Bankruptcy is supposed to promise a fresh start, but if you find yourself accused of bankruptcy fraud, you could face a serious federal offense. Bankruptcy fraud can carry up to five years in prison, plus prevent you from getting any debt relief in bankruptcy court. Don’t let one accusation ruin years of your life. You need a Los Angeles bankruptcy fraud lawyer.
At the Simmrin Law Group, we have a legal team dedicated to helping accused of federal crimes like bankruptcy fraud. We take your side and fight to get you the best possible outcome—which may mean no prison time, a less serious charge or simply winning your case. Let us give you a free consultation. Fill out the form to the right or call us at 310-997-4688 and get your free consultation today.
What is bankruptcy fraud?
The U.S. Bankruptcy Code is a set of laws that offers people a way to a way to get relief from their debts. If you owe more money than you can repay, you can file for individual bankruptcy protection under Chapter 7 or Chapter 13 of the code. Businesses can file for protection under Chapters 7 or 11.
A bankruptcy case starts with filing a petition with the U.S. Bankruptcy Court. Petitions are accompanied by lengthy schedules showing all your assets, income and debts. These must be accurate or you could expose yourself to bankruptcy fraud charges.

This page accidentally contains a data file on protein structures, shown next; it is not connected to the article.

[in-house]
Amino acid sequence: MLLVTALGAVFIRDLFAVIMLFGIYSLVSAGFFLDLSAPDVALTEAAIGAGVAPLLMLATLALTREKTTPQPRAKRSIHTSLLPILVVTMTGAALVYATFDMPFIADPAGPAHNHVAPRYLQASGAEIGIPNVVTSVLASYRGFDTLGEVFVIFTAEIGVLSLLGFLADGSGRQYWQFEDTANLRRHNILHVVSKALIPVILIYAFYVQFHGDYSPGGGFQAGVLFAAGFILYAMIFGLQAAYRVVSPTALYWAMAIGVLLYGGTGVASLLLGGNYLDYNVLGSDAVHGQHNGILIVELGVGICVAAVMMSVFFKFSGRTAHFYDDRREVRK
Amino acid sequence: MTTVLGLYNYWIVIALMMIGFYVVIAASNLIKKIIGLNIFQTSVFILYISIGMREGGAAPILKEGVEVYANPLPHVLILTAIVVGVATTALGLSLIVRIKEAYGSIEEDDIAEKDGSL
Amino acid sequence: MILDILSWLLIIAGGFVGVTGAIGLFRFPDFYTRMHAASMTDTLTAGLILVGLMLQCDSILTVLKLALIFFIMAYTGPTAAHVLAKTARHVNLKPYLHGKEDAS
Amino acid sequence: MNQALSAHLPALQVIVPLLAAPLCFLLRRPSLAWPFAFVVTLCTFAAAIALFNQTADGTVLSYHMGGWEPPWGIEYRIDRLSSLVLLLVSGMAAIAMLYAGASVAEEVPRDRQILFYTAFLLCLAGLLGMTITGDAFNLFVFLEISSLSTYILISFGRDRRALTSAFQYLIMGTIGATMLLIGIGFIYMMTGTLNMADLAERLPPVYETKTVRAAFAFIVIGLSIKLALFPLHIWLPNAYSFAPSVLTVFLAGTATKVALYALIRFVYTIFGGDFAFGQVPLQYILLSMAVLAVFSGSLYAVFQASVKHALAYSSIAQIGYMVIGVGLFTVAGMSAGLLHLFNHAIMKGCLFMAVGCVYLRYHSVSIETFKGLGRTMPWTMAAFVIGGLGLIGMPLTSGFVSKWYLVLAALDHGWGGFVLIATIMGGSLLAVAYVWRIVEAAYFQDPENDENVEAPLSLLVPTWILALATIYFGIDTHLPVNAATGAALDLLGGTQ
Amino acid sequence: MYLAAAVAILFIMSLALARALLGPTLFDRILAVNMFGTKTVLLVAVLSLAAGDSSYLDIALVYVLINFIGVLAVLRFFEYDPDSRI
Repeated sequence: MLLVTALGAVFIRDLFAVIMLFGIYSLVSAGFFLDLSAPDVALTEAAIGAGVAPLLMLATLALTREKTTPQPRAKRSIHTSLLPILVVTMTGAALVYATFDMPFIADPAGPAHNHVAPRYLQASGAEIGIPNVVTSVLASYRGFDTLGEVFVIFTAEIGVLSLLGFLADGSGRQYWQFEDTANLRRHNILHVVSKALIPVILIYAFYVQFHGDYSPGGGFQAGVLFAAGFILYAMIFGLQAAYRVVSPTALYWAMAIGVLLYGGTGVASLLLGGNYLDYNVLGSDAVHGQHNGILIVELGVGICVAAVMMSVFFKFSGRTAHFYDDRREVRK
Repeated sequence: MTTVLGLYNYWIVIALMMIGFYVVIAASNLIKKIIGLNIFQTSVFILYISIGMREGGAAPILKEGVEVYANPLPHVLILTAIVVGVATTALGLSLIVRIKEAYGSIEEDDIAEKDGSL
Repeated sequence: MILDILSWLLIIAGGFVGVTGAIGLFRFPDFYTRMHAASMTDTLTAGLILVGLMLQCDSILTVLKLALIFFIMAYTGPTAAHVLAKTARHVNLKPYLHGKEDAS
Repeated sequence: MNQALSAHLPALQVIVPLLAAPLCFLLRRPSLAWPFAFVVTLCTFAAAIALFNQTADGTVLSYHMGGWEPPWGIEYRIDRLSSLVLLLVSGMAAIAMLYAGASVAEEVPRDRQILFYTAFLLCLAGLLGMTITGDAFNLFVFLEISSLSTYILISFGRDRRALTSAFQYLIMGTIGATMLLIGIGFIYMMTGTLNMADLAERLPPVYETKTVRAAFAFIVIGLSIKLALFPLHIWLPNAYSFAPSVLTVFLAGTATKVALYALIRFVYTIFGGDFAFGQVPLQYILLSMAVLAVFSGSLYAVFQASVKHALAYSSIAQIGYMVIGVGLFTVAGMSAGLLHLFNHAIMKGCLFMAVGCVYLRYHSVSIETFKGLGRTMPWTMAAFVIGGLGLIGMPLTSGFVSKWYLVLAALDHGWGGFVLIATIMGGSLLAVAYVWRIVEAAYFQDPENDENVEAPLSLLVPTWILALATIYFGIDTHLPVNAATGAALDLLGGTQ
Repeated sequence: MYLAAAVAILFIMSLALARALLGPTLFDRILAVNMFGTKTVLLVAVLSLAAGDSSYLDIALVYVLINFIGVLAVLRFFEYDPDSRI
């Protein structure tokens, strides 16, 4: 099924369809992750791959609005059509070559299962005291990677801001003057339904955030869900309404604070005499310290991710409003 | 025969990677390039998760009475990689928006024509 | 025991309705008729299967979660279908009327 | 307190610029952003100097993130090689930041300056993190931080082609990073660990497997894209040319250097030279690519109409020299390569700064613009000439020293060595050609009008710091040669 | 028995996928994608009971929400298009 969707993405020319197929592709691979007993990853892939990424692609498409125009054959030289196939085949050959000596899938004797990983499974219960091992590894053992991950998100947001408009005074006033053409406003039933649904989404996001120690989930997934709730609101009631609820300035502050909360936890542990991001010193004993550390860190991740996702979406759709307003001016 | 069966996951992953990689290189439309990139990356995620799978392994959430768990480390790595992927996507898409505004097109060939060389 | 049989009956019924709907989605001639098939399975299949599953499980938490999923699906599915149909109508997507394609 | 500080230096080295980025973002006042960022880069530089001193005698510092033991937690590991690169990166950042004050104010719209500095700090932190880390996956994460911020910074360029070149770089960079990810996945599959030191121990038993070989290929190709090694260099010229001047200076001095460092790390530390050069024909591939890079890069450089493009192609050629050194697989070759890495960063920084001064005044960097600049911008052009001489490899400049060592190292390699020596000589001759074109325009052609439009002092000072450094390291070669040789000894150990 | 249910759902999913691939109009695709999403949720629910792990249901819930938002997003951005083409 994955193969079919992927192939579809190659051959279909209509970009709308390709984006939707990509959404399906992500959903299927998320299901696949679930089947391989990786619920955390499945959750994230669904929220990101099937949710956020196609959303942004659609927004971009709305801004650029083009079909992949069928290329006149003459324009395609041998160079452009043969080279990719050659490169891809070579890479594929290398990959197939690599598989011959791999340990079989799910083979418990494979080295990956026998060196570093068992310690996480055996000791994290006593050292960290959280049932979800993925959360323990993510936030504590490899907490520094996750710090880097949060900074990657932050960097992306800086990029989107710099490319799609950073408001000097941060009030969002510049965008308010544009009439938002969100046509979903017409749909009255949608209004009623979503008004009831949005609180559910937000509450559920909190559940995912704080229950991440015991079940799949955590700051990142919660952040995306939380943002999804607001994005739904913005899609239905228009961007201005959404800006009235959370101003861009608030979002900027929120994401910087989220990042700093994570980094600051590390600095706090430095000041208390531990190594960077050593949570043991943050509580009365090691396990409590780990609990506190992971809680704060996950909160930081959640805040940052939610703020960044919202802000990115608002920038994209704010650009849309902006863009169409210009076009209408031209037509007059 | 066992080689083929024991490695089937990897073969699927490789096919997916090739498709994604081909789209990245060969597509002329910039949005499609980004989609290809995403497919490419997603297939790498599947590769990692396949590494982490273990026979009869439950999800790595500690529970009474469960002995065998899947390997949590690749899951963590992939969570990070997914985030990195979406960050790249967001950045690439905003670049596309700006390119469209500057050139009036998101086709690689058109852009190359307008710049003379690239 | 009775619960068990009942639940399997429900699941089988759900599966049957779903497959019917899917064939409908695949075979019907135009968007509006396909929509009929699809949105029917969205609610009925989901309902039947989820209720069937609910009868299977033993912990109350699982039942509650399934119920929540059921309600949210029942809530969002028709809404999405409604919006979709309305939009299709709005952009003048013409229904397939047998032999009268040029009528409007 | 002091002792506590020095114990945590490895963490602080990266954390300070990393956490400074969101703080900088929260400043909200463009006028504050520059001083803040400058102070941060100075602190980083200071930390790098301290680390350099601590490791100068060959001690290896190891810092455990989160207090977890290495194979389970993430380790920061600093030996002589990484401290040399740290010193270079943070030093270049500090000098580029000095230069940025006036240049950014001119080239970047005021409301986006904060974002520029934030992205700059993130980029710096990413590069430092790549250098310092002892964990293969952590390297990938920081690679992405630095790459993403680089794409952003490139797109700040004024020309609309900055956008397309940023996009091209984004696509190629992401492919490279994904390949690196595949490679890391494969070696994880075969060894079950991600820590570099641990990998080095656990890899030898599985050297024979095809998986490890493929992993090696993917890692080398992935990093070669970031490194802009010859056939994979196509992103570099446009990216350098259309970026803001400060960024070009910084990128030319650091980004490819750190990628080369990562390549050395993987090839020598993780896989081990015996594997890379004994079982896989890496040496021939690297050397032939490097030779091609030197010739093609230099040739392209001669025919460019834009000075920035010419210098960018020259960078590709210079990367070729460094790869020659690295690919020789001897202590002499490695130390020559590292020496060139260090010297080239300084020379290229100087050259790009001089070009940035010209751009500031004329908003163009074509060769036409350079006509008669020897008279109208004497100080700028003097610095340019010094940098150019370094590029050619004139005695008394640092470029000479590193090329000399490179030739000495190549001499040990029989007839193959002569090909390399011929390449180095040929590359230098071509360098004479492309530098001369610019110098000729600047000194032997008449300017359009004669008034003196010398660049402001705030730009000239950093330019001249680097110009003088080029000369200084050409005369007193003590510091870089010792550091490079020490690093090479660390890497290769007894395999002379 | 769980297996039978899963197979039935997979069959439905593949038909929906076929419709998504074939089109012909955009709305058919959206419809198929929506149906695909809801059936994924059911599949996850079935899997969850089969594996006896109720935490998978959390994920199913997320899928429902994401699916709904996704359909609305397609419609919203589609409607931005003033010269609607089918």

Bankruptcy fraud occurs when someone intentionally provides false information or otherwise abuses the process, usually with the goal of financial gain. It can include:
- Filing false or fraudulent documents,
- Concealing information (such as assets), or
- Making false claims in a bankruptcy case.
Under bankruptcy fraud law, even relatively minor inaccuracies can count against you. For example, you could be prosecuted based on:
- The bankruptcy petition itself,
- Any document supporting the bankruptcy petition, or
- Making a false or fraudulent statement (or false promise) in a bankruptcy proceeding.
Technically, even people who are not filing for bankruptcy themselves can be guilty, if they falsified information for a supporting document in the case.
You can be found guilty of bankruptcy fraud if you intentionally concealed assets, destroyed or hid paperwork or records, or made sworn statements that aren’t true.
However, in order to be convicted, the prosecution has to prove that you used some kind of “scheme or artifice” with the intent of fraud.
What does it mean to use a “scheme or artifice” to defraud?
It means you planned to deceive or defraud someone through your bankruptcy filing.
Here is how it works:
- The “scheme or artifice” is another word for a plan. If you didn’t plan or intent to defraud, you aren’t guilty.
- To be convicted, you must have intended to follow through on your plan, or you must have been hiding something.
- One example of this is placing money in an offshore account and not mentioning it in your bankruptcy petition. This makes it seem as though you have fewer assets than you have, allowing you to keep money for yourself instead of paying it to your creditors.